Experts: Ukraine has to decide how best to use air defense systems

U.S. Patriot air defense system.
U.S. Patriot air defense system. Source: Siim Lõvi/ERR

Ukraine has received a welcome Christmas present from the U.S. in order to help defend itself against Russian air strikes. However, experts are still waiting to see exactly how many air defense systems the latest military aid package contains and how they will be deployed.

In addition to the U.S., a number of countries produce air defense systems, which are comparable to the Patriot. However, up to now, few have been willing to give them away.

The latest U.S. military aid package to Ukraine, which includes Patriot air defense systems, may provide more questions than answers. The amount of aid being provided - $1.8 billion (USD) – appears to give some indication of what the package contains and how much it will help bolster Ukraine's defensive capabilities.

"At this stage, it is not known exactly how many systems and, crucially, how much ammunition will be involved, and for how long they will be sustainable. $1.8 billion (USD) seems like a lot of money to the average person, but in a war, it is actually a small amount," said MEP and former commander of the Estonian Defense Forces (EDF) Riho Terras.

"(Especially) if we consider, that in Afghanistan the US spent around $300 million (USD) per day, and the intensity of the war there was very low," Terras said.

The deployment of Patriots does not take very long. According to Estonian Defense Forces (EDF) Air Defense Inspector Lt. Col. Tanel Lelov, to train experienced personnel can take up to ten weeks, and that process may already be underway.

There are also important choices to be made about where best to use the defense systems. With Ukrainian military leaders claiming, that Russia is preparing for a further attack on Kyiv, the Patriots could be used to bolster the capital's air defenses.

"They are going to (use them to) protect critical objects. Whether that be electricity infrastructure or any other infrastructure. And because of that, the level of protection for those objects will increase," said Lelov, pointing out the need to defend against all forms of aerial attack, including from ballistic missiles.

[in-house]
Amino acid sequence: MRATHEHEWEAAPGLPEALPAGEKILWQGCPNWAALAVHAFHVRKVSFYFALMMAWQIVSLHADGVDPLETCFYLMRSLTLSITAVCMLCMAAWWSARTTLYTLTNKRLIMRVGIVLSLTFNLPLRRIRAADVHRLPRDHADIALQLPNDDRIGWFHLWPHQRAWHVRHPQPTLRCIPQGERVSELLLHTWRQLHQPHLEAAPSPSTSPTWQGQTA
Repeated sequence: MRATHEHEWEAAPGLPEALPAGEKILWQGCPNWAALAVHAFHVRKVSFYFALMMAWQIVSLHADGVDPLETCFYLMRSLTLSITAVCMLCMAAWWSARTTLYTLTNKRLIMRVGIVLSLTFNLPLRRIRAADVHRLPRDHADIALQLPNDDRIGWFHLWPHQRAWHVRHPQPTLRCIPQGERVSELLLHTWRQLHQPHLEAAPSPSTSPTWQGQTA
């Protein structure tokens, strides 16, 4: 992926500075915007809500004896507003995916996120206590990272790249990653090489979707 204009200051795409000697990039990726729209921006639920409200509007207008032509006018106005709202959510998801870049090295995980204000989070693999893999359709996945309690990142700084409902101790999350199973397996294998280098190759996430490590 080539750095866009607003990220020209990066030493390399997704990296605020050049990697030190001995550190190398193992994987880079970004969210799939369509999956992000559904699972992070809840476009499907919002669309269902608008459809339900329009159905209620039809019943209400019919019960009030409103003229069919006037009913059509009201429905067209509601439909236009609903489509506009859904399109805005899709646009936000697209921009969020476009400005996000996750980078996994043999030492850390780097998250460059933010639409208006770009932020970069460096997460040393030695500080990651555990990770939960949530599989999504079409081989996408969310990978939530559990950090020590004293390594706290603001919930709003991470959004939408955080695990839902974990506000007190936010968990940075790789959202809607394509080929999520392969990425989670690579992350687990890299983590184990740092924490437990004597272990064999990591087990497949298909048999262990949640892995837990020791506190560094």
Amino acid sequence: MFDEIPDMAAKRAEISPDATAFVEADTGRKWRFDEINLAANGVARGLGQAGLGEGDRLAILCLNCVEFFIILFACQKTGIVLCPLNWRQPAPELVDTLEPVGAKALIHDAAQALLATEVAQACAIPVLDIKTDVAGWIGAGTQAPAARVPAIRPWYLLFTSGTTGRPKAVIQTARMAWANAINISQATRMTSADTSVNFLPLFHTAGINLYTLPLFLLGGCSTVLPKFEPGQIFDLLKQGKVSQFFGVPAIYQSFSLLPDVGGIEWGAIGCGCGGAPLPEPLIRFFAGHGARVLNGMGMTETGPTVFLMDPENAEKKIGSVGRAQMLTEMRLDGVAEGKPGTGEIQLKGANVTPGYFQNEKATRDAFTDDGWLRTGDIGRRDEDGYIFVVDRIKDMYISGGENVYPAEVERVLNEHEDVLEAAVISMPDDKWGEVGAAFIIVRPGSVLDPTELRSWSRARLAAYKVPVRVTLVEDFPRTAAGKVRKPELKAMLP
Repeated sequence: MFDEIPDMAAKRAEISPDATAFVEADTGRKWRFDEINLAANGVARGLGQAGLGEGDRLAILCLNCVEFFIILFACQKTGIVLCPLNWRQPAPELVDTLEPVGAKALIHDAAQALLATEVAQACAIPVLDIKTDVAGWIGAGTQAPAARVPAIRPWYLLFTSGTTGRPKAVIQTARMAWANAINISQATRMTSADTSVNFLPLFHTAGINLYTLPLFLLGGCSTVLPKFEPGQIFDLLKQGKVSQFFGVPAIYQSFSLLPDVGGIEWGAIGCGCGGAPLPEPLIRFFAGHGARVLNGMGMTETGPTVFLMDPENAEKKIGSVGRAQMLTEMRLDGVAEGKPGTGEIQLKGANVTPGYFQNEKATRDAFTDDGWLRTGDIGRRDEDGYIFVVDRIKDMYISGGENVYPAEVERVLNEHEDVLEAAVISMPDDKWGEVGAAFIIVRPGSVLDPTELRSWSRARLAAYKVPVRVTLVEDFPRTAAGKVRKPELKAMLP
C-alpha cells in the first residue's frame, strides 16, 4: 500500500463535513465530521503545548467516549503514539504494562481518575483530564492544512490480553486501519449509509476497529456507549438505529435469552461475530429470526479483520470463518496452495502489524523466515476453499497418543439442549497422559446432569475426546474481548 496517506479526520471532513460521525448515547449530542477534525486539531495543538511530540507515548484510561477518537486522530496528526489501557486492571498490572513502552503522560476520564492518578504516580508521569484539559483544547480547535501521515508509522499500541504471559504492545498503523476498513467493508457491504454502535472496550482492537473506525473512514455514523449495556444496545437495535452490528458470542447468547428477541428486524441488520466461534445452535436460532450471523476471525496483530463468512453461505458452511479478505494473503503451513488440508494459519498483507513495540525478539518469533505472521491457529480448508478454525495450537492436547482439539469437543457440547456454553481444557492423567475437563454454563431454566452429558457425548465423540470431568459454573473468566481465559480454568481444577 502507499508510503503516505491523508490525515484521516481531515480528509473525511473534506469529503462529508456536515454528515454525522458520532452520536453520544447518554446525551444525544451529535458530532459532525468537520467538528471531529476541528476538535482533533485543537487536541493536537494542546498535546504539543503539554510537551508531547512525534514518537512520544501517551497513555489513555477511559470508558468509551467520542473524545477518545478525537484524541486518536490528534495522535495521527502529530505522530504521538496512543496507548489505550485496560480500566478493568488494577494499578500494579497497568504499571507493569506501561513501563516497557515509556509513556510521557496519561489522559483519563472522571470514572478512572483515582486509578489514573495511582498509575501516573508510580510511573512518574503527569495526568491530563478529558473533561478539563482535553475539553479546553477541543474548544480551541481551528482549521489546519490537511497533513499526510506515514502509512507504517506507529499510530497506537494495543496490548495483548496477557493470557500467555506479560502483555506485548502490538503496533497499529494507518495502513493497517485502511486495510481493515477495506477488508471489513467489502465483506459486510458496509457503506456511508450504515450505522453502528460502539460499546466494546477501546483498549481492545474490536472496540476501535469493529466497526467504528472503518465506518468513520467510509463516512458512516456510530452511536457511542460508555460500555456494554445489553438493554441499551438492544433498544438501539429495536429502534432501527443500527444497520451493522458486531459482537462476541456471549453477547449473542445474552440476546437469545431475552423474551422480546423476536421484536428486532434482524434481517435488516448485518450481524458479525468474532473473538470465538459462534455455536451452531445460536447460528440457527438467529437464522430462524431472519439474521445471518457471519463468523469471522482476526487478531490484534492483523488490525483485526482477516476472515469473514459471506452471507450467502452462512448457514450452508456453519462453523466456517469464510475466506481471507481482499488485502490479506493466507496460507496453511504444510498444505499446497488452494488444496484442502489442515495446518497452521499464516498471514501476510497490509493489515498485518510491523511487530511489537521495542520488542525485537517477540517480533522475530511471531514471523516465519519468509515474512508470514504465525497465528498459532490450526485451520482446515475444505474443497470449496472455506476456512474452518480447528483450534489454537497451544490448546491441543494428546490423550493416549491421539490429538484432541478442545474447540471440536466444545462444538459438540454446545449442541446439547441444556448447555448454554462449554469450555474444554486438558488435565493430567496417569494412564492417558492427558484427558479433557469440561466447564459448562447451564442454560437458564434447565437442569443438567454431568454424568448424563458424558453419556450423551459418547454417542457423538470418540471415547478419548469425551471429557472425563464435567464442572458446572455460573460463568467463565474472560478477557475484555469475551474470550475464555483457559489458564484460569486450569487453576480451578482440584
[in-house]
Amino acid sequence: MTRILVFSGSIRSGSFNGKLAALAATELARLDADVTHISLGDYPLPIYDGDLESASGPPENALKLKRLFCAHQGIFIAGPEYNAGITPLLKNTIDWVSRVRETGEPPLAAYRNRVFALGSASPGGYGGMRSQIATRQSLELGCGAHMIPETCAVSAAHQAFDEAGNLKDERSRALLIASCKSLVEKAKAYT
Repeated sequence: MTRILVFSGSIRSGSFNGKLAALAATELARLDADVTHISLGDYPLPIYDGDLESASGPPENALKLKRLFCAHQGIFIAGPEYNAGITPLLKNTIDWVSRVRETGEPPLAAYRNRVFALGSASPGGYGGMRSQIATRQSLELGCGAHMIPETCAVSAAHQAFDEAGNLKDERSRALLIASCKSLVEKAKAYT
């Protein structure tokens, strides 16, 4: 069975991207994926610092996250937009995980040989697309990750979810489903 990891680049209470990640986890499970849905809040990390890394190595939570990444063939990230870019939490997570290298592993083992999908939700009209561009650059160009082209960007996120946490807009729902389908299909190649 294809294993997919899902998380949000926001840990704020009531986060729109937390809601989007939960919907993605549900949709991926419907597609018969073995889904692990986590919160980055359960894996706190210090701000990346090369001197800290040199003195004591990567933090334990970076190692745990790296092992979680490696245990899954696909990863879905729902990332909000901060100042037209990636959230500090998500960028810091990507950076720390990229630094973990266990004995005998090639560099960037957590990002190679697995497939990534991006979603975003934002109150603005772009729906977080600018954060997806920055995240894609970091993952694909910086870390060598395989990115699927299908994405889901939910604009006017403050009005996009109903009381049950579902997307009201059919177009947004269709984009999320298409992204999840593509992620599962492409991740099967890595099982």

However, questions still remain over whether the allies have enough stockpiled ammunition and the willingness to use it in order to win the war.

"The production of military equipment is currently proceeding at a peacetime pace and neither Europe nor the United States have gone into a 'military build-up' of their defense industries," Terras said.

"There was an understanding in the West for decades that control of the air is taken care of by aircraft and therefore there was no need for air defense systems. The U.S. had no real ground-based air defense system," he explained.

Terras is among the experts who suspect the West is pressuring Ukraine to start negotiating with Russia. The amount of weapons Ukraine is being given will not be enough for them to win the war, but it may leave them in a better position to negotiate.

In 2018, the Patriot defense system also visited Estonia. At that time, it was shown to the media and then to the public during a parade.

"There have also been discussions about different issues related to the defense of Estonia - how much would be needed and where. If we only need to protect our critical infrastructure or major cities, then the number (of Patriot systems) would definitely be one. If we want to have Patriot air defenses to cover the whole of Estonia, then that number would be many times higher," said Lelov.


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Editor: Michael Cole

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